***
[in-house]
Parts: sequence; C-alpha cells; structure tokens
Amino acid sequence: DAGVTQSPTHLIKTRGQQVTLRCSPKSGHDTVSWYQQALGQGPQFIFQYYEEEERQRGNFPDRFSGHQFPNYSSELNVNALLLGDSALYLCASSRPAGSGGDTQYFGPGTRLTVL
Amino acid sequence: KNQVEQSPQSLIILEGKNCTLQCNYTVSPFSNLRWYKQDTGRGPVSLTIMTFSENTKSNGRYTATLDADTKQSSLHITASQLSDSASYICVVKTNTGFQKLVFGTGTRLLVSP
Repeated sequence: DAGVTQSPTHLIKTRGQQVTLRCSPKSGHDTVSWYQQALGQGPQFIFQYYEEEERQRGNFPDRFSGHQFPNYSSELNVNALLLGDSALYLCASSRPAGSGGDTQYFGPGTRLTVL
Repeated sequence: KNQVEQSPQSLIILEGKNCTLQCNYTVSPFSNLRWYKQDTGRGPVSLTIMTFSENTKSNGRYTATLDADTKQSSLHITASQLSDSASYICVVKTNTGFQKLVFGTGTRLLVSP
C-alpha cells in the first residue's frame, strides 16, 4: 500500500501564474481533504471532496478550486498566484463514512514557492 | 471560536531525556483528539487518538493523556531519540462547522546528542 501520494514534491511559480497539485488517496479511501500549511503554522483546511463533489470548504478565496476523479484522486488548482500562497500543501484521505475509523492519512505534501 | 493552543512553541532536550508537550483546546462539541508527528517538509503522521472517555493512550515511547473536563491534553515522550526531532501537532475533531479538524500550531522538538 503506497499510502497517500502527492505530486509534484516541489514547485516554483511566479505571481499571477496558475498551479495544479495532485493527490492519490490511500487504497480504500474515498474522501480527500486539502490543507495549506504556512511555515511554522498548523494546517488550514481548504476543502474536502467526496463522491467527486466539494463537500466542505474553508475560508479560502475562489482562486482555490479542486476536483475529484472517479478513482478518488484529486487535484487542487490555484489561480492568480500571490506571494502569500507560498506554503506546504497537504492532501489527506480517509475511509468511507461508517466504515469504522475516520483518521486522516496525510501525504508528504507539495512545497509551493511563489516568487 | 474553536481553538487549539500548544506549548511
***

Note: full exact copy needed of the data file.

[in-house]
Parts: sequence; C-alpha cells; structure tokens
Amino acid sequence: DAGVTQSPTHLIKTRGQQVTLRCSPKSGHDTVSWYQQALGQGPQFIFQYYEEEERQRGNFPDRFSGHQFPNYSSELNVNALLLGDSALYLCASSRPAGSGGDTQYFGPGTRLTVL
Amino acid sequence: KNQVEQSPQSLIILEGKNCTLQCNYTVSPFSNLRWYKQDTGRGPVSLTIMTFSENTKSNGRYTATLDADTKQSSLHITASQLSDSASYICVVKTNTGFQKLVFGTGTRLLVSP
Repeated sequence: DAGVTQSPTHLIKTRGQQVTLRCSPKSGHDTVSWYQQALGQGPQFIFQYYEEEERQRGNFPDRFSGHQFPNYSSELNVNALLLGDSALYLCASSRPAGSGGDTQYFGPGTRLTVL
Repeated sequence: KNQVEQSPQSLIILEGKNCTLQCNYTVSPFSNLRWYKQDTGRGPVSLTIMTFSENTKSNGRYTATLDADTKQSSLHITASQLSDSASYICVVKTNTGFQKLVFGTGTRLLVSP
C-alpha cells in the first residue's frame, strides 16, 4: 500500500501564474481533504471532496478550486498566484463514512514557492 | 471560536531525556483528539487518538493523556531519540462547522546528542 501520494514534491511559480497539485488517496479511501500549511503554522483546511463533489470548504478565496476523479484522486488548482500562497500543501484521505475509523492519512505534501 | 493552543512553541532536550508537550483546546462539541508527528517538509503522521472517555493512550515511547473536563491534553515522550526531532501537532475533531479538524500550531522538538 503506497499510502497517500502527492505530486509534484516541489514547485516554483511566479505571481499571477496558475498551479495544479495532485493527490492519490490511500487504497480504500474515498474522501480527500486539502490543507495549506504556512511555515511554522498548523494546517488550514481548504476543502474536502467526496463522491467527486466539494463537500466542505474553508475560508479560502475562489482562486482555490479542486476536483475529484472517479478513482478518488484529486487535484487542487490555484489561480492568480500571490506571494502569500507560498506554503506546504497537504492532501489527506480517509475511509468511507461508517466504515469504522475516520483518521486522516496525510501525504508528504507539495512545497509551493511563489516568487 | 474553536481553538487549539500548544506549548511